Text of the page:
Search form

Navy to End Ban on Women in Submarines


Arts & Humanities
--Language Arts
--Physical Science
Social Studies
--Current Events
----U.S. History


Grades 2-up

News Content

Women have served on Navy ships for 16 years, but theyve not been allowed on submarines -- until now.

Anticipation Guide

Write the word submarine on a board or chart. Ask students to share what they know about submarines. Write the facts they know on a board or chart. You might add to students knowledge by sharing these submarine facts.

News Words

Next, introduce these words that appear in the News Word Box on the students printable news story page: officers, according, privacy, schedule, service, and opportunities. Discuss the meanings of any of those words that might be unfamiliar. Then ask students to use one of those words to complete each of these sentences:

  • The weather this weekend should be beautiful, _____ to the latest forecast I heard. (according)
  • Modern women have many job _____ that women did not have 20 or 30 years ago. (opportunities)
  • The city council elected new _____ at last nights meeting. (officers)
  • President Obamas _____ calls for him to visit four different countries this week. (schedule)
  • My grandmother received a gold watch for completing 40 years of _____ at the phone company. (service)
  • I guess our neighbors like their _____, because theyve never invited us into their home. (privacy)
  • Read the News

    Click for a printable version of this weeks news story Navy to End Ban on Women in Submarines.

    Reading the News

    You might use a variety of approaches to reading the news:

    Read aloud the news story to students as they follow along.

    Students might first read the news story to themselves; then you might call on individual students to read sections of the news aloud for the class.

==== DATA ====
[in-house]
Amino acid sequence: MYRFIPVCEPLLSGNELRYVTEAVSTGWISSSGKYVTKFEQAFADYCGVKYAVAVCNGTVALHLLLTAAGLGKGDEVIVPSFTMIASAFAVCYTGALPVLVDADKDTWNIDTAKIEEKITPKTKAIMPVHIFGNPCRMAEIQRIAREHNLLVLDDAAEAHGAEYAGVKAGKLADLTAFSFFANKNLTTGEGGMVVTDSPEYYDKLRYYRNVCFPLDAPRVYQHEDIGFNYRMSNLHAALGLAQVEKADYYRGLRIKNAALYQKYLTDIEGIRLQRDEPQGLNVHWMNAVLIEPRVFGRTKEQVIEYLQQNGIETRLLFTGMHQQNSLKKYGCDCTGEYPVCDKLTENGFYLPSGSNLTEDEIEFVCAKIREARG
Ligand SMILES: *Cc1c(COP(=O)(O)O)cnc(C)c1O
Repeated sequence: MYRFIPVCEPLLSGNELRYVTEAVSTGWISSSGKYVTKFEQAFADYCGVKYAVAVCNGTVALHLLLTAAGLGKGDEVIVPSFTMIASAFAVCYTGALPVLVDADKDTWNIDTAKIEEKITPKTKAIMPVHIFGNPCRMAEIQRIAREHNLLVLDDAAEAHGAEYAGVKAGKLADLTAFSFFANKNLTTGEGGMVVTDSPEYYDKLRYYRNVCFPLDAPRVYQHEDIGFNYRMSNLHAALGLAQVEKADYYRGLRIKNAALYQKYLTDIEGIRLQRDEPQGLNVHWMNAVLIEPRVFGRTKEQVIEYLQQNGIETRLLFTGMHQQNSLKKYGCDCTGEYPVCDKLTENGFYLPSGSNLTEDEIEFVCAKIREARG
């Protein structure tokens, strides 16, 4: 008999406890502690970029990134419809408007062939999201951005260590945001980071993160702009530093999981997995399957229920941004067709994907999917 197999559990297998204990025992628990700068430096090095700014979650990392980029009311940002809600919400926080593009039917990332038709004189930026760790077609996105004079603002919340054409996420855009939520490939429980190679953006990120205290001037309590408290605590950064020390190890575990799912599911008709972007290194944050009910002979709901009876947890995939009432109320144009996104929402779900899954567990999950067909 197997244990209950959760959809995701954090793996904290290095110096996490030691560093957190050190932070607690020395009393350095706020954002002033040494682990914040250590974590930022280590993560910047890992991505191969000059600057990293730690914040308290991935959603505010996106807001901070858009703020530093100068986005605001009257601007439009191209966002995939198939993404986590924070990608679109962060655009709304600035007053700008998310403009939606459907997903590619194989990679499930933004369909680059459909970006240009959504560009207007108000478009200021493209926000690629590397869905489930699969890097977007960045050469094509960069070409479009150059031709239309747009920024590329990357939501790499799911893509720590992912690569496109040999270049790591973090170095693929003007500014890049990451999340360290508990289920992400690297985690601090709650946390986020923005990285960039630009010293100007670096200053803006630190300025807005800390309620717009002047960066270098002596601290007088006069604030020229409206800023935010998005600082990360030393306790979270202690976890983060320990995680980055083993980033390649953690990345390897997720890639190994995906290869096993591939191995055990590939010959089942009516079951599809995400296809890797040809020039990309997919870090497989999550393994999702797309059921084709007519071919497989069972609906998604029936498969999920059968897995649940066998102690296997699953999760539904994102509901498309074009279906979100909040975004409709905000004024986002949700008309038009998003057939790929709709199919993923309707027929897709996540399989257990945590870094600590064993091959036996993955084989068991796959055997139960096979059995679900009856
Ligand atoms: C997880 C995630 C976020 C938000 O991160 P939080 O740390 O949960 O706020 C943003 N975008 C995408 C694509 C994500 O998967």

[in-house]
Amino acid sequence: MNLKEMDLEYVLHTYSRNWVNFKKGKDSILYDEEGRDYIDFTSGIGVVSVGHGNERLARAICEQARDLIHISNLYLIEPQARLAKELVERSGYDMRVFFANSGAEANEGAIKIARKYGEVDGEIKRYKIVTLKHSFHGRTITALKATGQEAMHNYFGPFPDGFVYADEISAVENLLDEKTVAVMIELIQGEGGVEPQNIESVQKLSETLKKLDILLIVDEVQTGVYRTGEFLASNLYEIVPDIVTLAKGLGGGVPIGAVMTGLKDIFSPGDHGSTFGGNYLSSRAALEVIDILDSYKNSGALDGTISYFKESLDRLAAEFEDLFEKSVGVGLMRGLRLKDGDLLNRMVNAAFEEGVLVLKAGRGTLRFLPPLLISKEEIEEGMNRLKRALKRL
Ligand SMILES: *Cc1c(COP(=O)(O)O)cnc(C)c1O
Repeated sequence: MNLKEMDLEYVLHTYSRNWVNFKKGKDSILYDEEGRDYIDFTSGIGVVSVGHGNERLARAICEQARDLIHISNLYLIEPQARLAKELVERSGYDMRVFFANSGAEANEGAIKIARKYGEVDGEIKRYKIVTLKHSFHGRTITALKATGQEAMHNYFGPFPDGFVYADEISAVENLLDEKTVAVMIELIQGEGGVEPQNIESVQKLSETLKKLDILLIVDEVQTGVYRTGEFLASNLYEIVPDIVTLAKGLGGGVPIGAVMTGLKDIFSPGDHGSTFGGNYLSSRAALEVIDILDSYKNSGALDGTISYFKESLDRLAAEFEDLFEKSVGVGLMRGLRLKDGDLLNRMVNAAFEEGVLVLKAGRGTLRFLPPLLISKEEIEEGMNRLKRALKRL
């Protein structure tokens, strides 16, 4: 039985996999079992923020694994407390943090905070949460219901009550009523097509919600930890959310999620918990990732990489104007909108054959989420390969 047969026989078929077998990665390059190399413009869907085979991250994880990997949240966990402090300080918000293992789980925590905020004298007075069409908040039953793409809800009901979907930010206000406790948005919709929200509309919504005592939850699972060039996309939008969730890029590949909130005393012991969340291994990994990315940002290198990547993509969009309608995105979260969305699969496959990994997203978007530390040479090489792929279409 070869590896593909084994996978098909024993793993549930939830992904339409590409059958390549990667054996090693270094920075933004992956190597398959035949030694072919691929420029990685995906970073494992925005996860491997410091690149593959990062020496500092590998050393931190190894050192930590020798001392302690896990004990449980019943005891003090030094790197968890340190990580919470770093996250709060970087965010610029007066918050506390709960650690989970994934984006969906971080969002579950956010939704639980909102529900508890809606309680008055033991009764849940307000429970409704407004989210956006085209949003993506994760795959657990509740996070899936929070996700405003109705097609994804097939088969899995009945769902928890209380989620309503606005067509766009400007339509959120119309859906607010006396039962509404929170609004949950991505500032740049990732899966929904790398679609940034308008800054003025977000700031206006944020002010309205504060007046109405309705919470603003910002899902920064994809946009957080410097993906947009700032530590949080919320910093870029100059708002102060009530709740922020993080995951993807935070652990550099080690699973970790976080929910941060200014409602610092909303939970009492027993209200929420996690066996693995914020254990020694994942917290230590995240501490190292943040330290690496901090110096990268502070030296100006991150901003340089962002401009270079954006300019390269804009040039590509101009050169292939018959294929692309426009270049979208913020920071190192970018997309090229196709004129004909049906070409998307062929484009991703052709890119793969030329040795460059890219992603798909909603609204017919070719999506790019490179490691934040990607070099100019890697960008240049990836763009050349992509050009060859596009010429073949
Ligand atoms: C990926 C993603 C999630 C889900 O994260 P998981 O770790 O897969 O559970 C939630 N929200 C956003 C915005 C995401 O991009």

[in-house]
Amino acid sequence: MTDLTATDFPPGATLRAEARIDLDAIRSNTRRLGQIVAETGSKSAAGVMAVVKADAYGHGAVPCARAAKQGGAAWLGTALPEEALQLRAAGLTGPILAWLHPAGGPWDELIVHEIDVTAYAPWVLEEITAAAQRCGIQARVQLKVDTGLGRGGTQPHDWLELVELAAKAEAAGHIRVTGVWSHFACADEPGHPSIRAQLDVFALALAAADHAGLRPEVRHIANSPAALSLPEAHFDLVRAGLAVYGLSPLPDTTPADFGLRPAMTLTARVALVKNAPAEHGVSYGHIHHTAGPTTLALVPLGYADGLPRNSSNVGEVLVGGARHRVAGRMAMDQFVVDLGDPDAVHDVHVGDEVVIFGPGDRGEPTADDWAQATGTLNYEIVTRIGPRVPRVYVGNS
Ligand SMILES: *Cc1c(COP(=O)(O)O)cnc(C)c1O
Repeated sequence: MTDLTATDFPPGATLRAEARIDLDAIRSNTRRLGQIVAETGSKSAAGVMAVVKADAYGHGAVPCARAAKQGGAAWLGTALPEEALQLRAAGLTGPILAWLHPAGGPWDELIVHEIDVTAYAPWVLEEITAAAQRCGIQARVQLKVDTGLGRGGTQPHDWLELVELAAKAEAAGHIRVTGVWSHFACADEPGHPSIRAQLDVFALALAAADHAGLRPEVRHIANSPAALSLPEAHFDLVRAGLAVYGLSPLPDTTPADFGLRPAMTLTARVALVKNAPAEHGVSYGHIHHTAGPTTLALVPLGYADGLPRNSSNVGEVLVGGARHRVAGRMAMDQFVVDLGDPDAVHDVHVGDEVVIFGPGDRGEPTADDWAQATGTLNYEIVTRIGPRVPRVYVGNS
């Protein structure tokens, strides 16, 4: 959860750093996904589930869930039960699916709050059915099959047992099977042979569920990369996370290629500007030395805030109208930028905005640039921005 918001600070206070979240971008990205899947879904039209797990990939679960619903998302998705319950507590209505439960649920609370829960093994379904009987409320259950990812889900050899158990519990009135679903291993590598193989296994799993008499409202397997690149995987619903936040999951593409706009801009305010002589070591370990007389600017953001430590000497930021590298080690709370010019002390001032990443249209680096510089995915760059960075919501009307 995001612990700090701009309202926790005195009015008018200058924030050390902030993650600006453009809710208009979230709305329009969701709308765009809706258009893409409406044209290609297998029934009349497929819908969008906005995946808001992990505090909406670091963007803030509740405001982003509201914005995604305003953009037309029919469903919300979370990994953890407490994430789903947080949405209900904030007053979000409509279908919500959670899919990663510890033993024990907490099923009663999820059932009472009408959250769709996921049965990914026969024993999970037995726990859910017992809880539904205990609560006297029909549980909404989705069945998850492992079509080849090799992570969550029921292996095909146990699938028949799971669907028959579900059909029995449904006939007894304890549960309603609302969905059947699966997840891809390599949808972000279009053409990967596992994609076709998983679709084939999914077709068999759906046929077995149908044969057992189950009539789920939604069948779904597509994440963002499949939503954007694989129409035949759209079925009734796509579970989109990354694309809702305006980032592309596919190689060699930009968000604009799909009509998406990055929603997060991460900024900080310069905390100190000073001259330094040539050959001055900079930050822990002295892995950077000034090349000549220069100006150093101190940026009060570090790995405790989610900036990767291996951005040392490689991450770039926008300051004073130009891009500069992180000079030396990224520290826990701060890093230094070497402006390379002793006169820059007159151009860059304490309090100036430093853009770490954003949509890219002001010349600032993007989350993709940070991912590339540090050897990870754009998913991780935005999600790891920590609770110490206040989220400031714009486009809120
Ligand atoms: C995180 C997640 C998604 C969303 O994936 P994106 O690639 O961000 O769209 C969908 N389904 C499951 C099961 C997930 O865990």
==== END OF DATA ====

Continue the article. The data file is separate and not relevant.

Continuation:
Photocopy the news story onto a transparency and project it onto a screen. (Or use your classroom computer's projector to project the story.) Read the story aloud as a class, or ask students to take turns reading it.

    Arrange students into small groups. Each student in the group will read a paragraph of the story. As that student reads, others might underline important information or write notes in the margin of the story. After each student finishes reading, others in the group might say something -- a comment, a question, a clarification -- about the text.

    More Facts to Share

    You might share these additional facts with students after they have read this weeks news story.

  • Tuesday, February 23, 2010, was an historic day. Thats the day U.S. Defense Secretary Robert Gates sent a letter to Congress to let them know that the Navy will soon allow women to work and live on the submarines in their fleet. Congress has 30 days to provide its official comment on the Navy's decision, but almost everyone assumes they will give their stamp of approval to the plan.
  • "This is something that has a lot of support (within the military), and the Navy has a serious plan" to carefully integrate submarine personnel, Nancy Duff Campbell, an advocate for expanding the role of women in the U.S. armed forces, told Reuters News.